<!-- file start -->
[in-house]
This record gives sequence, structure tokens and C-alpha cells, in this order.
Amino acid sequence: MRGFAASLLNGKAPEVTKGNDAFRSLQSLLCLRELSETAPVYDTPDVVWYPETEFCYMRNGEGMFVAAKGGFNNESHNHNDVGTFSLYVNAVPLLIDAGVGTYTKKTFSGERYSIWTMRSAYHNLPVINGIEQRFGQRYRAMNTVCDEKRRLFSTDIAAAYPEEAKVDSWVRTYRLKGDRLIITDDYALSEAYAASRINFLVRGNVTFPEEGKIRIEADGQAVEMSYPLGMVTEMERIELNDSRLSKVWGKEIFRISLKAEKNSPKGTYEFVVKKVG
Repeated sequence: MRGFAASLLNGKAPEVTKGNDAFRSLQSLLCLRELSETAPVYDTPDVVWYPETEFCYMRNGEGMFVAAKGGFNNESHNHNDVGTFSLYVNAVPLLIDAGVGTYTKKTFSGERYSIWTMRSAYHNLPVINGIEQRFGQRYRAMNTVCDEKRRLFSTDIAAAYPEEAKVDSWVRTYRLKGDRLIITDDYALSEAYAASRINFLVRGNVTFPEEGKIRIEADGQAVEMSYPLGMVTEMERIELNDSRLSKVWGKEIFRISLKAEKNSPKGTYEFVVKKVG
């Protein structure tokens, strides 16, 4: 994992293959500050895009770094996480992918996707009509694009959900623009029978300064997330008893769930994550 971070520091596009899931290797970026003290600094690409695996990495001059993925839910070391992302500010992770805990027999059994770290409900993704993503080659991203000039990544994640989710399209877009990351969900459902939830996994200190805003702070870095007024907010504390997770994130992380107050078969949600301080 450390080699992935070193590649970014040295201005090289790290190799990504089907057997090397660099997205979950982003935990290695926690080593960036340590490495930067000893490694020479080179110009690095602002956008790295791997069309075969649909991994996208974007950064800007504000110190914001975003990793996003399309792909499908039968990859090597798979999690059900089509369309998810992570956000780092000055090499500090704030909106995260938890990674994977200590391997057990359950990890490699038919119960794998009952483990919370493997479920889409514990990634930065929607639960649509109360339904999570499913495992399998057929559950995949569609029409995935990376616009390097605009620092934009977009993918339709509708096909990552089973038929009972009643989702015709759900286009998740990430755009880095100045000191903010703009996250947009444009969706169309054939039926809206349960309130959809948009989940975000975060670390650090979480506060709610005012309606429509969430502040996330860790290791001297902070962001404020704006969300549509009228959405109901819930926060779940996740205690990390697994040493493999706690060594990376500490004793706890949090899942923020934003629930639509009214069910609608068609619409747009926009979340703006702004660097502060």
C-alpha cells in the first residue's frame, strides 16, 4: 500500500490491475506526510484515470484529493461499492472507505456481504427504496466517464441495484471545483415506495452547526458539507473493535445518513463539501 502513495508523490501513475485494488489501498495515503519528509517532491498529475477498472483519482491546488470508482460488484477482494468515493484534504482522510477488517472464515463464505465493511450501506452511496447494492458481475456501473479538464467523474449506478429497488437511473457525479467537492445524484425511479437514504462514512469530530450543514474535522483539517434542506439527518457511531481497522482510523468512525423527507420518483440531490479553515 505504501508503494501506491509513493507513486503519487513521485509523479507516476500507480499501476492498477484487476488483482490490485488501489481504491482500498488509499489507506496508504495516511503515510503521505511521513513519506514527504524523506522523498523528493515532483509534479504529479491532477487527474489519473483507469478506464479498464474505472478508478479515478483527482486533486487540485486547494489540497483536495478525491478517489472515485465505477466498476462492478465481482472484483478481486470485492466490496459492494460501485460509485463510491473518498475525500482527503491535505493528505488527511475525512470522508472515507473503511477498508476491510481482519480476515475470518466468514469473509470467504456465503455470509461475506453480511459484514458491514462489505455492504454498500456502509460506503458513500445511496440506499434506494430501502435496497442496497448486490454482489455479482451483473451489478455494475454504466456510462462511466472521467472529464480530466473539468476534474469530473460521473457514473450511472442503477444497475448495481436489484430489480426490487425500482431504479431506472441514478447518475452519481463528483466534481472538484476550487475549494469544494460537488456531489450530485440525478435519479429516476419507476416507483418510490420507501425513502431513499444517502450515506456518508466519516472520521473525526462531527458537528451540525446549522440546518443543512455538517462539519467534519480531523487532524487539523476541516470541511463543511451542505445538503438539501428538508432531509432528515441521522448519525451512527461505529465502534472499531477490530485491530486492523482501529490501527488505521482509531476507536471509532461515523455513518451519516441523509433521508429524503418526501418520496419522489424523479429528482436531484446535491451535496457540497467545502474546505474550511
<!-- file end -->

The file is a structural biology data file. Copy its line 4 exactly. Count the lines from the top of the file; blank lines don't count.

Repeated sequence: MRGFAASLLNGKAPEVTKGNDAFRSLQSLLCLRELSETAPVYDTPDVVWYPETEFCYMRNGEGMFVAAKGGFNNESHNHNDVGTFSLYVNAVPLLIDAGVGTYTKKTFSGERYSIWTMRSAYHNLPVINGIEQRFGQRYRAMNTVCDEKRRLFSTDIAAAYPEEAKVDSWVRTYRLKGDRLIITDDYALSEAYAASRINFLVRGNVTFPEEGKIRIEADGQAVEMSYPLGMVTEMERIELNDSRLSKVWGKEIFRISLKAEKNSPKGTYEFVVKKVG